Don't stress, don't fret. Moving onto campus is not as bad as you think, I promise. You may have seen countless vlogs or informational videos about college move-ins, which may have overwhelmed you. Just try to keep these tips in mind when you're stressed and surrounded by boxes! You've got this.
1. Pack Light
One mistake new students sometimes make is overpacking. Since housing for freshmen tends to be smaller, this is something students should try to avoid. Keep things simple and pack in categories: casual attire, formal attire, and little things in between.
Remember that you're bound to make other purchases throughout the year, too. If you don't overpack when you move in, it can help you stay sane when you pack to leave for summer vacation at the end of the year.
2. Stack Up on Essentials
Running out of toothpaste when you're late to class is something I wouldn't wish on my worst enemy. Stack up on necessary products like soap, toothpaste, and even lotion. It's better to have enough of these essentials to last you through the year than to find out you've run out during the most stressful time of the semester.
To maximize space, consider storing items in these locations:
- Under your bed
- Closet/closet floor
- Bottom storage drawers
- Corner of/under your desk
3. Have Money on Hand
Money is always a helpful tool to have on campus. Depending on your school's location, extra pocket change is almost a necessity as a first-year student solely to get around. City schools tend to have great public transit, however, other schools may require many taxi rides throughout the school year.
Over the summer, whether it's from working or generous gifts from your family, try to stack up as much money as you can. Attempt to minimize your spending over the summer to have as much as possible once you get on campus.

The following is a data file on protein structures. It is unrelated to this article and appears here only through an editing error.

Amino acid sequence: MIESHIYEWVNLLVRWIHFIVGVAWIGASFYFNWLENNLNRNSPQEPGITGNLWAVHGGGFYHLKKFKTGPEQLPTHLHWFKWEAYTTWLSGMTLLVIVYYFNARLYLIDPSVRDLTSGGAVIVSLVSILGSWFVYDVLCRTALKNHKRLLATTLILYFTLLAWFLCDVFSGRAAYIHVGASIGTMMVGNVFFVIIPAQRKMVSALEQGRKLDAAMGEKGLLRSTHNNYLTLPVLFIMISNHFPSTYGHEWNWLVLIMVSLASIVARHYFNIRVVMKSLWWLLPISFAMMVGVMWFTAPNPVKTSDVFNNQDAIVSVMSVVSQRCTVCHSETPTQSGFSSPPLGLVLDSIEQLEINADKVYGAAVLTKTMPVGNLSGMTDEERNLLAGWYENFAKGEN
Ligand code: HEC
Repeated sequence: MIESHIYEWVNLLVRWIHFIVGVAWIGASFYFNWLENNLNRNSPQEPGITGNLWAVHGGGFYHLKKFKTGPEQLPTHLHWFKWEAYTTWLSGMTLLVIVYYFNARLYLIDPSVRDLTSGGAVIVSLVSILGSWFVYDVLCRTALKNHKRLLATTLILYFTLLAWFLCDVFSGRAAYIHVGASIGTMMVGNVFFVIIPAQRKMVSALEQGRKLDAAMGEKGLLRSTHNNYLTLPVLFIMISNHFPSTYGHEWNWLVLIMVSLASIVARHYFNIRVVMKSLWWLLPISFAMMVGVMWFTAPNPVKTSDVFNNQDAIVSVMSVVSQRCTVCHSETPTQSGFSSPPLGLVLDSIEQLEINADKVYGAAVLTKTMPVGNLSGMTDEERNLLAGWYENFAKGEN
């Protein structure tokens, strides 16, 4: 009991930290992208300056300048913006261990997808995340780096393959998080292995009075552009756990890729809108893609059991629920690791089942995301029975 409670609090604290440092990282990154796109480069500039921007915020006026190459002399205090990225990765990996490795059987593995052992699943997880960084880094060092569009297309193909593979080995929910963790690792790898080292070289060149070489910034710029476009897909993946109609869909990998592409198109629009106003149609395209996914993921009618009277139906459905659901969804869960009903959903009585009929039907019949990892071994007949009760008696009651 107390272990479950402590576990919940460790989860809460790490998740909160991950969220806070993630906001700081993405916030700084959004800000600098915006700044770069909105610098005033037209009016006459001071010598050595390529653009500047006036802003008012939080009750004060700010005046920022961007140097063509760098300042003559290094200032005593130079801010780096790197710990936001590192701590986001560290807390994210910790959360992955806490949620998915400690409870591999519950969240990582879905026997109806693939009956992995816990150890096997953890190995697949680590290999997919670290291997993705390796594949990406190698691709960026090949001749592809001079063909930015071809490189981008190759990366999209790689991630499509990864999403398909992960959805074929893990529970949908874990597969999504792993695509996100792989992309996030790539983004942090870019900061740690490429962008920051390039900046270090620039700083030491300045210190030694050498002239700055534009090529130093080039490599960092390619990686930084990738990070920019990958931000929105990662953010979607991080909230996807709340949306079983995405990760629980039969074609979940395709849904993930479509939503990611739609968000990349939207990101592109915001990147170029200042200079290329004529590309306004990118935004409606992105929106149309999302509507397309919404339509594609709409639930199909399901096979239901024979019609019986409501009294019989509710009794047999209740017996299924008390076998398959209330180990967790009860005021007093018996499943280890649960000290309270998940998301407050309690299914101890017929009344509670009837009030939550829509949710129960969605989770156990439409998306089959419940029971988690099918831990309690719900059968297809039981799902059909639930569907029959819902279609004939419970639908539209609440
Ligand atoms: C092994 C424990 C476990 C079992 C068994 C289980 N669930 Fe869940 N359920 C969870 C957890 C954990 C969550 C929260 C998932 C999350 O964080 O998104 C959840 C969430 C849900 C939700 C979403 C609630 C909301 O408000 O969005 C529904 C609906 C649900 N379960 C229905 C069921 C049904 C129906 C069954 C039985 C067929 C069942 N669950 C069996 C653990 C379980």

4. Research Move-In Day At Your School
Search up your school on YouTube. More often than not, there are wonderful YouTubers who have moved into the very dormitory you plan to move into. This is a great way to see move-in day from other perspectives apart from the school's website. Hop on to your school's social media and check out move-in content from the previous years.
Try to make yourself as familiar as possible with the layout of your dormitory so you don't spend 20 minutes trying to find the elevator (guilty). All of this research and analysis will definitely make your move-in day a little less nerve-racking for both you and your family.
5. Introduce Yourself to Your Peers Online
Many schools start welcome groups online for incoming freshmen. From GroupMe to Instagram, and even sometimes Snapchat, people are trying to make your transition to the college world a little easier. I highly recommend you joining these groups.
I say this with absolute certainty: your peers are just as anxious as you. Join these groups and be nervous, together. If you find it difficult to make buddies due to your potentially introverted nature, don't fear: this is 100% introvert-safe.
6. Label Your Belongings
With the seemingly millions of boxes you'll have in your room on move-in day, a simple label on each box (or bag) will save you so much time and energy. When you're packing up boxes at home, try putting them in efficient categories like these: